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Environmental Studies: Hawaii Volcanoes National Park - Essay Example

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Environmental studies: Hawaii Volcanoes National Park The Hawaii Volcanoes National Park is located on the Big Island of Hawaii and provides a look at two of the world’s most active volcanoes—the Kilauea and the Mauna Loa. The Kilaeua rises to about 4000 feet high but is still growing and is found at the southeastern slope of the Mauna Loa; on the other hand, the Mauna Loa rises about 13,000 feet above sea level and measures about 18,000 from its base below sea level…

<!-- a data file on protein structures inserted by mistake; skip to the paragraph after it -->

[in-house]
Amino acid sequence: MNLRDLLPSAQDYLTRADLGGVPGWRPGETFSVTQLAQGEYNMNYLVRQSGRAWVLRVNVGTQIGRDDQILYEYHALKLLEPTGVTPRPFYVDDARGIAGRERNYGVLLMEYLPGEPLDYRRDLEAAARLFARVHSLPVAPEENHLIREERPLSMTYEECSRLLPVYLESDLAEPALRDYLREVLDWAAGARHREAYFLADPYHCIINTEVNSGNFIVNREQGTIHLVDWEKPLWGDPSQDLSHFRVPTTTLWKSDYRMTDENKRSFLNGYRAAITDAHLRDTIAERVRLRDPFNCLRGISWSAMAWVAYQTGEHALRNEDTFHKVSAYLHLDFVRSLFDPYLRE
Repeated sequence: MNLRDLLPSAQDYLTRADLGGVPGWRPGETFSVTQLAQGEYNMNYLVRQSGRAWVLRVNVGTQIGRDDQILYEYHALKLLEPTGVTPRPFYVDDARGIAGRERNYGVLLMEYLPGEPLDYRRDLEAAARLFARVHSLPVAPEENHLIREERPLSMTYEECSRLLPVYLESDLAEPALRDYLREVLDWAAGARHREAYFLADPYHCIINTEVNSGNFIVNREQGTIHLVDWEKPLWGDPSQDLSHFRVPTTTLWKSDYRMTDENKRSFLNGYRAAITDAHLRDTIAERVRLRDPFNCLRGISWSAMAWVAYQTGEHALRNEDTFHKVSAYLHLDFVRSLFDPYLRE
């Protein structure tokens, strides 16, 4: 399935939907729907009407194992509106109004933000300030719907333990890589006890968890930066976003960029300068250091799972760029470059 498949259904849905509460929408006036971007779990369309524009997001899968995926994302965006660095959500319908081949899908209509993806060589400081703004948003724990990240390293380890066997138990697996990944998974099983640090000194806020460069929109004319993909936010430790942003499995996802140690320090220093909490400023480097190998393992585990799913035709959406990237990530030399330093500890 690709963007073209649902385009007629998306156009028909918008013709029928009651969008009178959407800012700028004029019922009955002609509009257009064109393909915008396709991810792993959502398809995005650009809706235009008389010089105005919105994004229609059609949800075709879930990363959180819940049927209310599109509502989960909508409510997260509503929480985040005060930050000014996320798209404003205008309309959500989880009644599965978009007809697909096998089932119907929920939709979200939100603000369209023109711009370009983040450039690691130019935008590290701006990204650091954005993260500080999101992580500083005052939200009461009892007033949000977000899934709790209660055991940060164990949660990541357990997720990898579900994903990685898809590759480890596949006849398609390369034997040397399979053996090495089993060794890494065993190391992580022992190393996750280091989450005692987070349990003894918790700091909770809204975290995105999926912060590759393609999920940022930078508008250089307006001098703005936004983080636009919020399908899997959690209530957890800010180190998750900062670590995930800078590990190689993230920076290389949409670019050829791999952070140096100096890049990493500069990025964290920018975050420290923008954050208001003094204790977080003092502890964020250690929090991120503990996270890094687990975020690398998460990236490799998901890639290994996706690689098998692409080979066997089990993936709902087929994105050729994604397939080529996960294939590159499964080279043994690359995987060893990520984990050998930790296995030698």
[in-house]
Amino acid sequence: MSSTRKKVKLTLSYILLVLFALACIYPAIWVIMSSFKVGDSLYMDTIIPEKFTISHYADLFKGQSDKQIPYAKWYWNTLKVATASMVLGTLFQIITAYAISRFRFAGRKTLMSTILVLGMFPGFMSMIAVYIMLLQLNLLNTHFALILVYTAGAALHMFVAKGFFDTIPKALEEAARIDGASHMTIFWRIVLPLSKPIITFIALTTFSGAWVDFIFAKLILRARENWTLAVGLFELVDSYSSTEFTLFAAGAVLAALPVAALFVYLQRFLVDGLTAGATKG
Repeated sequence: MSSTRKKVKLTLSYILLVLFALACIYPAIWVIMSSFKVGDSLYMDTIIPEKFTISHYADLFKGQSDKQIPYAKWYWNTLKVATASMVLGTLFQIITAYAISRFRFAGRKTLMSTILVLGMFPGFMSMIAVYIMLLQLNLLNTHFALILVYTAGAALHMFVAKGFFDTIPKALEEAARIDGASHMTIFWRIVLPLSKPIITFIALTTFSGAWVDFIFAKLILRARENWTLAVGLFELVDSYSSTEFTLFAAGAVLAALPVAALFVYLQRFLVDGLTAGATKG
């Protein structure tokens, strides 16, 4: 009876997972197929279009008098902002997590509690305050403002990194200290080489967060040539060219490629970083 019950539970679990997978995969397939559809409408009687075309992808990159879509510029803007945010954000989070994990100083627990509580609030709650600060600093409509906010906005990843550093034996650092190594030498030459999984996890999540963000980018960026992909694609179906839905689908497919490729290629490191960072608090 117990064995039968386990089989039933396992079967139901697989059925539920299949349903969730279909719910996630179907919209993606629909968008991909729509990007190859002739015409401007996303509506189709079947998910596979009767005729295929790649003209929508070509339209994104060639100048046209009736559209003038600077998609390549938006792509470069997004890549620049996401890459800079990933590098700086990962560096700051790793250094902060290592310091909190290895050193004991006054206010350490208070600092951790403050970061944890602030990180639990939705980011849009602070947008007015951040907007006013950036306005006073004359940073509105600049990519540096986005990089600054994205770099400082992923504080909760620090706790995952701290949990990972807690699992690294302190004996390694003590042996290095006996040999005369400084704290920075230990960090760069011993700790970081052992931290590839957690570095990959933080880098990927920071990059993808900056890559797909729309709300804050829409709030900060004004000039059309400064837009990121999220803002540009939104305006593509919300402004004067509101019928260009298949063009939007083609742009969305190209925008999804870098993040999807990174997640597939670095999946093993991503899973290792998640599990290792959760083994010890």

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Download file to see previous pages On the other hand, Kilauea has a greater variety in terms of scenery and cultural areas. The green forests in Kilauea feature various stages of regeneration – with early regrowth to denser forests. The rain forests on Kilauea’s peak provide a vista of the Kai Desert. At the shore, the waves cause various rows of jagged cliffs; the periodic eruptions often lead to fresh lava flows which then pour into the sea causing very high steam flows. The summit of Kilauea is surrounded by a depression known as a caldera which runs for two to three miles across and about 400 feet into its northern side. Kilauea’s eruptions usually manifest quiet lava flows and it is even possible to watch an eruption at close range without it causing much danger to the viewer. The scenery of the park is very unusual and diverse, primarily because of its constant volcanic eruptions which have been continuous from 1986 to 1992; more recent flows of lava have caused black scars in the vegetation which grows from the fertile soils of lava and ash deposits. The climate is also varying where it can range from the cold 20s to the high 80s. Leaving the Visitor Center and touring the Crater Rim via a clockwise route would present a drive across into the rainforest filled with ferns and ohi’a trees. The ohi’a lehua is a common tree in the park which grows up to almost 9000 feet; it is also a locally favored native tree and is easy enough to propagate, growing easily in new lava flows. Lush ferns are common in the park and in the rest of Hawaii with various types growing up to 30 feet or more. The Pu’u Pua’a or ‘gushing hill’ was created by the red splatter from the volcanoes and from the cinders of the lava fountains. Acid volcanic gases oxidized iron mineral from lava, causing changes in the rocks from black to reds and yellow browns. Sediments from the park cause black volcanic beaches. Calcium-carbonate shells are also seen mostly from remains of marine organisms like mollusks and gastropods. Other bone fossils may also be seen from the coasts surrounding areas of the park. Based on descriptions and cues from the tour guides, there were volcanic ashes in the park which were mostly rock, mineral, and volcanic glass; there were also lapilli which looked like fine ashes forming from the nuclei of rock fragments; there were also limu which were seen as thin flakes of basaltic glass. Olivine-rich lava were also seen as part of the landscape which was said to be part of the flow of lava to the ocean which then broke, releasing olivine to formulate part of the green sand beach at the Mauna Loa. Pele’s hair are volcanic glass seen formed from the molten lava; Pele’s tears are smaller parts of molten lava which cooled immediately and solidified into glass particles shaped like tear drops. Environmental issues which relate to the park are mostly on the expansion of human activities into protected areas. With more human incursion into protected habitats, the species of plants and animals are endangered. Hawaii is one of the main states which register the most extinction in endangered species in the US. With limited resources however, there does not seem to be any firm showing of means to improve the protection of this park. Its potential therefore for longevity and ...Download file to see next pagesRead More
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